July 16, 1964
The XP-386 project began in Design Staff.
Public Relations begins to shoot photos of everything
from drawing board through clay models up to various features of the finished car, as it developed. One important project
was an effort toward a LIFE Magazine story on the Birth of the Camaro. The car had not yet been named. Nor did the story
ever materialize. It was replaced by the Frey-Mustang vs Estes-Camaro featurette that did appear in September 1966. Many
of the photos have been used in different magazine stories. Fortune Magazine may still run the picture story originally
planned for Life.
The internal code name became "F" car. November saw the
first showing of cars to Chevrolet sales executives and creative people and to Public Relations. By now the car had become
"The Panther." There was much speculation that this would be its name, and the public accepted it as such.
Public Relations began planning for a July Press Conference. Proposals were made for various ways to publicize the car;
specified cars were required for early showing and for photographic work. Creative work began at Campbell-Ewald immediately.
This included catalogs, direct mail, sale promotion, and of course print-outdoor and TV/radio.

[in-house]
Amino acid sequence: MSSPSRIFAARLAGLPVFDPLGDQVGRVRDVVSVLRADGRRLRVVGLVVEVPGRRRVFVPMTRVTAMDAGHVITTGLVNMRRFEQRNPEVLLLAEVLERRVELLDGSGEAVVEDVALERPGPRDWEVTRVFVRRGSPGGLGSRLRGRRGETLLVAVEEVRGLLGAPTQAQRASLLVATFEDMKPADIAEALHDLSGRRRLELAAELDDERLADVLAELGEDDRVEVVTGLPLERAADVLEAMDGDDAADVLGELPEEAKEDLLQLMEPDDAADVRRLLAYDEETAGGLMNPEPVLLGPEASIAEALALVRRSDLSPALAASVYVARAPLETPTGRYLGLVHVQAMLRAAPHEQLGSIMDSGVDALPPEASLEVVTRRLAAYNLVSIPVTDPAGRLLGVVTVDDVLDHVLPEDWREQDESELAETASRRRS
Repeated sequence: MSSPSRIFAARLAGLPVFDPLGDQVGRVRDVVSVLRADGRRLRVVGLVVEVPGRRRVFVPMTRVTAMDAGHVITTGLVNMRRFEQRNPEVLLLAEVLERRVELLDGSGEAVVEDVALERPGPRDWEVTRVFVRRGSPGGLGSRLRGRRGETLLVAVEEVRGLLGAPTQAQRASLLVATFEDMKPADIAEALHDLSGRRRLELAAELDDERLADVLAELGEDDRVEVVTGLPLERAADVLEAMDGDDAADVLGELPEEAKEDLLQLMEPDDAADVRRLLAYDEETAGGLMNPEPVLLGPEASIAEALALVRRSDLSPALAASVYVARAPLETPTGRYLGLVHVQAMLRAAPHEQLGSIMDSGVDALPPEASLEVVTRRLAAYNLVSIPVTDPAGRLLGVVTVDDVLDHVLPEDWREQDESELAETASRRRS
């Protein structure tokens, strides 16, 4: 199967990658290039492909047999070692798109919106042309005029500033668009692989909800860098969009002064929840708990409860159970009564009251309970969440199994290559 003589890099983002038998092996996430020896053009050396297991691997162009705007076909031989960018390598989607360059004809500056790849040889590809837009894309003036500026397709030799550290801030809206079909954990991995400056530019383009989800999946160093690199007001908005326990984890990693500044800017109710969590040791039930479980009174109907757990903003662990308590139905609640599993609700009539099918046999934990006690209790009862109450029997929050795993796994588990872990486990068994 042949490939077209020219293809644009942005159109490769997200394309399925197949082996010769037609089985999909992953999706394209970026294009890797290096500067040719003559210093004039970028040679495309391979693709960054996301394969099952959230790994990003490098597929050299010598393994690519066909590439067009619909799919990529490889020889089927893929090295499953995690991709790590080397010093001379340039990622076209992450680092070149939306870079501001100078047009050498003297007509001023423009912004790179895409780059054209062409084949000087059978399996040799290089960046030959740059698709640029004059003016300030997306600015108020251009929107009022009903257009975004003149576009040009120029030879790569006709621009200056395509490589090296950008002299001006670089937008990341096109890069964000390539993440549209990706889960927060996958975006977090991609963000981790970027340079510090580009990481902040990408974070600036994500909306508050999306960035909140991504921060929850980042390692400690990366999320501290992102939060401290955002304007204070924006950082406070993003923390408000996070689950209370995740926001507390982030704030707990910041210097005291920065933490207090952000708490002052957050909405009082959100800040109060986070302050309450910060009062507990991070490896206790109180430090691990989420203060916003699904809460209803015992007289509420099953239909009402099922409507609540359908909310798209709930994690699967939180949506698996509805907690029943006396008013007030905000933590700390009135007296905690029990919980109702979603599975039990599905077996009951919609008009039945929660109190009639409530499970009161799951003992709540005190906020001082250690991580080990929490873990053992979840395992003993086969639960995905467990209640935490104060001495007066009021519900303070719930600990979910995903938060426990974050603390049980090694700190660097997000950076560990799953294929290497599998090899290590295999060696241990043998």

Public Relations began photography of test prototypes
and styling models; early testing.
Public Relations decides to have 20 top-optioned
Camaros for a press drive-away scheduled for early September. A selection of cities and editors to participate would
be made. Creative explorations.
At the New York Auto Show Press Conference,
it is admitted that the new 1967 will be in the Corvair-Chevy II range. No name has been chosen as of yet.
Creative work is refined.
The first creative presentation takes place.
The project is still known as the "F" car.
June 29, 1966
A 14-city closed circuit press conference is
held to bury the name "Panther" and to announce the new name, CAMARO. General information is revealed on the new